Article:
• Insulate pipes with foam pipe covers. Outside pipes and those located near outside walls and crawl spaces are at the greatest risk of freezing.

Eliminate drafts

  • Seal all air leaks in your home and garage to prevent cold air from getting in. Double-check around doors, windows, electrical wiring and pipes.

Drain the outdoor water supply

  • Outdoor faucets freeze first. Unscrew outdoor hoses, let the taps drain, and turn off the outdoor water supply.

Know a plumber

  • Have the contact information of a reliable plumber readily available. If your pipes are continually freezing, there may be an underlying plumbing problem that requires professional assistance.

When the weather drops significantly below 0ºC, ensure that areas containing indoor pipes (especially those near the water meter) are maintained at 8ºC or higher. Consider opening cabinet doors to let warm air circulate around the pipes. It’s also a good idea to keep your garage door closed during extremely cold weather.

For extra peace of mind during a cold snap, you can also turn on your tap to run a pencil-thin stream of water. This will ensure some movement of water in the pipes. Remember, though, you will incur fees for water use if you opt to take this step.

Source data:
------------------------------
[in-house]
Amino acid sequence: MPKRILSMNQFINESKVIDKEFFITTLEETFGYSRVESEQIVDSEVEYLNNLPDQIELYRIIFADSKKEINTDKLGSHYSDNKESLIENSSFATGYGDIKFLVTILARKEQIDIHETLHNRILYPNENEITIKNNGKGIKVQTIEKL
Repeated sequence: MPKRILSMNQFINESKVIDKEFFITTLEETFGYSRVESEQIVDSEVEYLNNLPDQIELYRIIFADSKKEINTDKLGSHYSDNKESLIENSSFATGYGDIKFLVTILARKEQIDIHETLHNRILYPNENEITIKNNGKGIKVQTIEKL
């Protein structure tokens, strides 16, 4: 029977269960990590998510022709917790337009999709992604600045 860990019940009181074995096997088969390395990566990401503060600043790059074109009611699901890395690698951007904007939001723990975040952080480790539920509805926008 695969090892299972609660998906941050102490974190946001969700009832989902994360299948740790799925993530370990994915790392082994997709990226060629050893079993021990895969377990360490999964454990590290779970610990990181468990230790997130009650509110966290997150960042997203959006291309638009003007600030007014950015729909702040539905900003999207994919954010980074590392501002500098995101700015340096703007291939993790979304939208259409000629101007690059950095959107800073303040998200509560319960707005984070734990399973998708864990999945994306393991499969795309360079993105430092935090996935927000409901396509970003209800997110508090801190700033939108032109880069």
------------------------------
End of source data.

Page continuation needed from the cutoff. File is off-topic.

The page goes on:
Top Tips for Summer

Yard Waste

From mid-March to December, leaf and yard waste is collected every other week on your scheduled garbage day. City staff advise that you should wait until the evening before your collection date to put your waste on the curb.

The city collects plant and tree trimmings, weeds, brush and bundles of branches, but does not collect soil, sod, grass clippings, logs or tree stumps. Instead, compost grass clippings or reuse them on your lawn – an easy way to maintain nutrient-rich soil!

Toronto Water

Gardening

  • Disconnect your downspout and use rainwater to water your grass and gardens.

  • Extra watering is not always required – the rain is often enough.

  • Sweep sidewalks and driveways clean instead of using a hose.

  • Start planning your water-efficient, natural garden using native plants and trees.

Environment and Water Efficiency

  • Use commercial car wash facilities to wash your car – they are required to follow a set of practices determined by the city, including treating wastewater and discharging it into the sanitary sewer system where it will receive further treatment.

  • A leaky toilet or tap can cost an extra $600/month – fix leaks to avoid being charged.

  • It costs only $0.002 to fill a reusable water bottle.

  • Pool water may contain chemicals. Click here for pool drainage tips and advice.

  • The city doesn’t conduct door-to-door water tests – be careful of sales people making that claim.

For more information on how you can be more water efficient, please click here.

Chair, Public Works & Infrastructure Committee